Good Shepherd Arts Center stirs the soul

Good Shepherd Arts Center is very energizing, comfortable and friendly. I found the center last year when I was meeting friends next door. I had arrived early and saw paper cranes hanging in the window of the arts center. The cranes drew me in. I have been coming to art openings and buying art here ever since,” said St. Louis resident Benjamin Diefenbach.

A self-described ambassador of the center, Benjamin soon brought his friend Mardy Cuypers with him to an art opening. An arts appreciator, Mardy said he enjoyed the enriching experience of the exhibit’s opening night. He has since become a regular patron, along with his friend Benjamin. 

The art at Good Shepherd Arts Center is soul stirring and uplifting. The artwork in this gallery is beautiful and meaningful. I have purchased several pieces of artwork at the openings for myself and to give others. The sacred art makes for perfect wedding gifts,” Mardy said. 

It’s common to hear people say they like the shows and ambience of the Good Shepherd Arts Center. Glynis McManamon, RGS, founded the sacred arts ministry. She is gratified by people’s appreciation for the sense of place she has created.

Good Shepherd presence of peace

The center opened in Ferguson in November 2015, one year after the shooting death of teenager Michael Brown. The intention was for Sisters of the Good Shepherd to be a presence of peace in a troubled city. 

The center originated as a studio and gallery for religious art depicting racial diversity. The facility evolved into Good Shepherd Arts Center and incorporated as a 501(c)(3) organization last year. 

Today Sr. Glynis serves as the director of the arts center. Sister Mary Catherine Massei volunteers as business manager. A board of directors oversees the non profit. Two community members, Pat Parrish and Debbie Rosso, volunteer routinely.

Good Shepherd Arts Center
The January exhibit featured four artists’ expressions of the biblical Book of Psalms.

The mission of Good Shepherd Arts Center is to exhibit art and offer experiences that affirm human dignity, uplift hearts and link creativity with spirituality. 

Beauty will save the world

The center’s tagline is “Beauty will save the world.” It pretty much sums up the vision Sr. Glynis holds for the arts center. Her team of dedicated supporters have made it their goal to welcome all who enter the space. It’s a cozy place with a rocking chair and plenty of other seating for folks who want to rest in peace and quiet for a while.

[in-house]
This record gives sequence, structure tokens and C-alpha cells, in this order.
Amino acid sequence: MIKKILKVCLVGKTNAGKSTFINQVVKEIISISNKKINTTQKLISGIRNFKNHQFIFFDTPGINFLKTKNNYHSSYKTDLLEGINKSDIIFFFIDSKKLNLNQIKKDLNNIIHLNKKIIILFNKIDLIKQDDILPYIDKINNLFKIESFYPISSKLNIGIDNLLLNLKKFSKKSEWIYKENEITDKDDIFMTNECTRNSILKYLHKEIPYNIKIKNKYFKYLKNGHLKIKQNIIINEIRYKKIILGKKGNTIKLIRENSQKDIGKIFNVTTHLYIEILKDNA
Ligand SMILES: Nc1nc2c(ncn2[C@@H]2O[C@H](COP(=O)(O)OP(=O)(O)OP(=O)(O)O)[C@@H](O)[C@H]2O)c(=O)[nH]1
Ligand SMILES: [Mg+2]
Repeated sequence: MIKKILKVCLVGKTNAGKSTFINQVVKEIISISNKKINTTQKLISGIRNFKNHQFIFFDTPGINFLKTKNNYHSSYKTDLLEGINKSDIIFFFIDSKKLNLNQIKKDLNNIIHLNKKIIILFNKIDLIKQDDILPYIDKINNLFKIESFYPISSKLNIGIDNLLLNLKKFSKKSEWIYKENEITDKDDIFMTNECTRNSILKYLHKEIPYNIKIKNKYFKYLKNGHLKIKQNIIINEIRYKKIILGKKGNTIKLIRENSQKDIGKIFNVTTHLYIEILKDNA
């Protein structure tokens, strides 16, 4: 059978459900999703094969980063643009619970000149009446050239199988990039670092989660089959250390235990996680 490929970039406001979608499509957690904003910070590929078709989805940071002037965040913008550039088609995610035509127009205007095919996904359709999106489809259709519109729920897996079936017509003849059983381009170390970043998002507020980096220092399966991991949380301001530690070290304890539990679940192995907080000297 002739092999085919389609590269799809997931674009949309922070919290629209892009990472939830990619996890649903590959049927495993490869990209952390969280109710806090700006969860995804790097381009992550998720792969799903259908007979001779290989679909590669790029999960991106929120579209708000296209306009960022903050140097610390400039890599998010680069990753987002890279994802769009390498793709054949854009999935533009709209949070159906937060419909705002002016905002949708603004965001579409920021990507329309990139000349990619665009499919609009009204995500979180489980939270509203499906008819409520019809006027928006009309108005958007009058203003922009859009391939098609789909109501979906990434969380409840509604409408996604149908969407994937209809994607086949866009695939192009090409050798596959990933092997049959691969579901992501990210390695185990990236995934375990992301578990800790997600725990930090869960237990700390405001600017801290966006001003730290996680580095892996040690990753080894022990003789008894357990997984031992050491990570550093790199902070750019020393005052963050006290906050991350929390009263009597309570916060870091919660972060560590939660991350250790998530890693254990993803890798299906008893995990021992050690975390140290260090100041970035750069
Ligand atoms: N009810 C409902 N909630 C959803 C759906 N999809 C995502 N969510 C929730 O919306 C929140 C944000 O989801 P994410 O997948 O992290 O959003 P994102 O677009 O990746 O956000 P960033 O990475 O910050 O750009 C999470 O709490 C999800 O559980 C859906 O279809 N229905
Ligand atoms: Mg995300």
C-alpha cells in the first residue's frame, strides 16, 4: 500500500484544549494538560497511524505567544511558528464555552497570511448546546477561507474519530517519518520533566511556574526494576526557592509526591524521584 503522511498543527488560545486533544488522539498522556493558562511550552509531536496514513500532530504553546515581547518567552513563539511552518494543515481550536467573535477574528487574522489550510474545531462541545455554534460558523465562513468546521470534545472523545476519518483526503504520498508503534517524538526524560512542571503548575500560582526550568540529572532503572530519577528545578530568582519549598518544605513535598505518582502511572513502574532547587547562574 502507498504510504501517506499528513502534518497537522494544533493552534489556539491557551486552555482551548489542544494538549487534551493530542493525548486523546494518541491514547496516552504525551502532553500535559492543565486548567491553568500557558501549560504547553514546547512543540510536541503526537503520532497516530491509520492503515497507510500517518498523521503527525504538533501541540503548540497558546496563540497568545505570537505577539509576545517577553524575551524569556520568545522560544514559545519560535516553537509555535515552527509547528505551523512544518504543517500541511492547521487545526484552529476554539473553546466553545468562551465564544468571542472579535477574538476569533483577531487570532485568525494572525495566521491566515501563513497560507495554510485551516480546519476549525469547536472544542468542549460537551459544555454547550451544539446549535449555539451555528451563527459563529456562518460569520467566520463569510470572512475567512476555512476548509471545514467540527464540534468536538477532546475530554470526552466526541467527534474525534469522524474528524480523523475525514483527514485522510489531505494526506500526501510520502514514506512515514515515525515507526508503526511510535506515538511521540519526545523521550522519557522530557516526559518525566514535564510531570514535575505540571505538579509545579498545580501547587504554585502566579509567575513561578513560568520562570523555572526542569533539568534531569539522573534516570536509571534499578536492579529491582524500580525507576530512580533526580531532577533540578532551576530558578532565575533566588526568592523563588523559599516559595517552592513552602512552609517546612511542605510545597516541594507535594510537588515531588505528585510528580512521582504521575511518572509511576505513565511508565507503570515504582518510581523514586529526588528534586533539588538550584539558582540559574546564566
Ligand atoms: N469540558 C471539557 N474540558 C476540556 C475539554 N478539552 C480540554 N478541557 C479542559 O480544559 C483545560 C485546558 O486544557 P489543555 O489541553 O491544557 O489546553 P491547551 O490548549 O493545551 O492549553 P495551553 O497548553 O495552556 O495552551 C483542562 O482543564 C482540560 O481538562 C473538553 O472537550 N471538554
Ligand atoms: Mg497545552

Good Shepherd Arts Center is a place where people connect. Arts patrons, curiosity seekers, community members and people coming in from the street can mingle and relax together. They can share a cup of hot tea and find common ground. The convergence often leads to conversations about art, religion, politics, spirituality, family, blessings, and community.  Refreshments and respect are standard fare. After a visit to the arts center and gallery, people routinely leave the space feeling that beauty truly will save the world.

The next exhibit runs from February 2-23 and is titled “History in Technicolor: North County Students Reflect on Black History Month. The show is sponsored by North County Churches Uniting for Racial Harmony and Justice, and is made possible through the generosity of the De La Salle Christian Brothers’ FSC Foundation

Sing to the Lord a new song, Sing to the Lord all the earth. Psalm 96:11. Artist Mary Martin.
Psalm 148 — the third day of creation. Artist Gary Lang.
Jeanette McDermott

Jeanette McDermott

Jeanette is the Communications Coordinator for Sisters of the Good Shepherd Province of Mid-North America. She is a career photojournalist who has served in various capacities of print, broadcast, and corporate communications. Jeanette is devoted to creation and is particularly focused on saving pollinators and other wildlife species and their habitat. She is an ethical vegan and created the website